Rocky Mountain Audio Fest (RMAF) 2018, Denver Marriott Tech Center plus a brief YG Acoustics factory visit
After the show is before the show …
Part 2 of 2 – click here for part 1
Walking around Denver’s yearly premier HiFi event, Rocky Mountain Audiofest, you’d be hard pressed to think that the industry is at some sort of perpetual crossroads. Since formally joining the HiFi circus as a reviewer some 17 years ago, this crossroads talk has been a consistent constant. Just the other day, participating at local HiFi dealer, Audio Element, Pasadena’s genuine, bona fide salon la musique, the conversation of crossroads came up more than once; no, make that more than eighteen times. Such is life in this boutique industry. You have players that are successful, you have those that aren’t and you have those who talk. A ton. But back to Denver’s Audiofest 2018. Seeing this as the finé outing of Marjorie Baumert’s Rocky Mountain show at the Marriott, Denver Tech Center, you’d have expected there to be something sort of qualifying as a final hurrah. There wasn’t. Instead, it’s as if nothing major was changing, which in fact of course is precisely what’s happening. The big, nay, major news of this year’s show, is that as of 2019, Marjorie and team will be pushing a full court press at the all new and all-encompassing Denver airport Disneyland, Gaylord Rockies Resort and Convention Center.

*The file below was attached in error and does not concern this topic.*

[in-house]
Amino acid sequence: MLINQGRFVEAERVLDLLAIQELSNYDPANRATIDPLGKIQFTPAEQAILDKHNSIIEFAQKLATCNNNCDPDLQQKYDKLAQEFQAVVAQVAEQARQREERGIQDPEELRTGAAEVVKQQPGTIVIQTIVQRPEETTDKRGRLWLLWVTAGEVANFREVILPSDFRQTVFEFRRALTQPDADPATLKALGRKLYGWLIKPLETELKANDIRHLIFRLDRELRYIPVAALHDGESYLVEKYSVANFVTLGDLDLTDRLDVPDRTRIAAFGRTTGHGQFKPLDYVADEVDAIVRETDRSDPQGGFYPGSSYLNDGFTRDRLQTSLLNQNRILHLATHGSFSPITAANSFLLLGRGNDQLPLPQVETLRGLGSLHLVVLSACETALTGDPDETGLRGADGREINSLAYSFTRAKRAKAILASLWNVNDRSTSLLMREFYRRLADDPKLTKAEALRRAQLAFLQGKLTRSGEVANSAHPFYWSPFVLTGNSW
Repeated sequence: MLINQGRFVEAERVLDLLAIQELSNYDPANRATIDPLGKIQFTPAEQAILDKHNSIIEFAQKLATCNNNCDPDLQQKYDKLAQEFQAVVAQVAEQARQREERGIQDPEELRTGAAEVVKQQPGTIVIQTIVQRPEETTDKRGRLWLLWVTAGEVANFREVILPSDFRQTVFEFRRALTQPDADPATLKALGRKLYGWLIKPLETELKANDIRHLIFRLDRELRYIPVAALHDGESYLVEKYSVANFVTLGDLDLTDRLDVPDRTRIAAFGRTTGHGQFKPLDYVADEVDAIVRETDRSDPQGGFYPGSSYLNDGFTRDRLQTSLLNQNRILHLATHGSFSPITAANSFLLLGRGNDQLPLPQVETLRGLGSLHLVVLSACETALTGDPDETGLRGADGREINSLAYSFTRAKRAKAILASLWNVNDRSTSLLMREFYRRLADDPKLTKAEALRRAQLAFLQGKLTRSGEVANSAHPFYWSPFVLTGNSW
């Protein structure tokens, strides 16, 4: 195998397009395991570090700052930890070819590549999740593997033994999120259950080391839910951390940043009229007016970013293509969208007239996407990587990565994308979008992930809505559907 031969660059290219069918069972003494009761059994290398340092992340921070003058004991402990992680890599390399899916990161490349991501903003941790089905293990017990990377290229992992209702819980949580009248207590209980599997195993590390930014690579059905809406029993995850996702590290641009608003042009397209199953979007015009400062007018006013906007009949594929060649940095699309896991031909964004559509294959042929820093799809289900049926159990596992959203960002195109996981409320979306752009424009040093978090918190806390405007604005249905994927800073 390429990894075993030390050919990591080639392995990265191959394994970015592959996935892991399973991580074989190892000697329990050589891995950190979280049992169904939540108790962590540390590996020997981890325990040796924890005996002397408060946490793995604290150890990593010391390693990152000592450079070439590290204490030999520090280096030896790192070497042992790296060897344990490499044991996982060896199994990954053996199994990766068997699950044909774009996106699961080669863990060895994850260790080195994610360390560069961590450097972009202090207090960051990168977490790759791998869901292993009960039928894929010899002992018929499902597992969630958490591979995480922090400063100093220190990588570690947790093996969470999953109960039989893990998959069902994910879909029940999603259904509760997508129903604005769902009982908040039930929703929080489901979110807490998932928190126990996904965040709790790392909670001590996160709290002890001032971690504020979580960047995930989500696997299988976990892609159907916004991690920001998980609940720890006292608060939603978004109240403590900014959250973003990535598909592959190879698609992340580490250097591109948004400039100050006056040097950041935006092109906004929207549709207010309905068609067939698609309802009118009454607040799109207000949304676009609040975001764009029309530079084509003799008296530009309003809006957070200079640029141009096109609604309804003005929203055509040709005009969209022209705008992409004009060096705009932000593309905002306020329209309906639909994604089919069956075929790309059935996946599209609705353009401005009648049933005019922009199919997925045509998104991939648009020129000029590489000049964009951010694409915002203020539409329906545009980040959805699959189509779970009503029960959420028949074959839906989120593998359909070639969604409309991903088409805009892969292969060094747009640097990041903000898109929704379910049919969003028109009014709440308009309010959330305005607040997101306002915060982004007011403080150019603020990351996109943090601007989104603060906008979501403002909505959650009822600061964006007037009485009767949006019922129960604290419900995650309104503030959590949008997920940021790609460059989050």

Indeed, Marriott’s time has come and gone, game over, match, set and point. Fine by me, good riddance I say. You see, even as the Marriott prior to the practically complete down to the studs rehab of 2017, was home to the Audiofest since inception, the hotel and most importantly, the Audiofest, has significantly outgrown their first kicks. Combined with the goal of becoming the audio show in the US, Marjorie felt it necessary to go big; in fact, much bigger. Cue the Gaylord Resort. With a significantly larger capacity, far superior layout and proximity to the airport, altogether more elaborate hospitality and likely friendliness, the Gaylord will set the tone for shows to come. Meanwhile back at the Marriott, it was fanfare of the same kind, redux. If anything, I noticed a drop in attendance, even as Marjorie countered with an overall greater industry presence and “sold out” status. From small to big, from wide to tall, Audiofest 2018, seemed just like any other regional HiFi show. Surprisingly, even CanJam, the show’s quasi permanent headphone wearing guest, seemed far less hectic and full than in year’s past. Sure, the usual suspects and head turners where all present: in fact, a company I have been keeping a very close eye on, Auris, seems to have grown from newcomer to startup to mainstay in record time. Fronted by my affable countryman, Miki Trosič, Auris Audio had presence at the show’s CanJam section and a more than fantastic presence on the show’s main HiFi floor. With a vertically integrated offering on hand, Auris is definitely a brand to watch for and most certainly audition if you are in the market for a tube based, exquisite, European flair’d HiFi brand.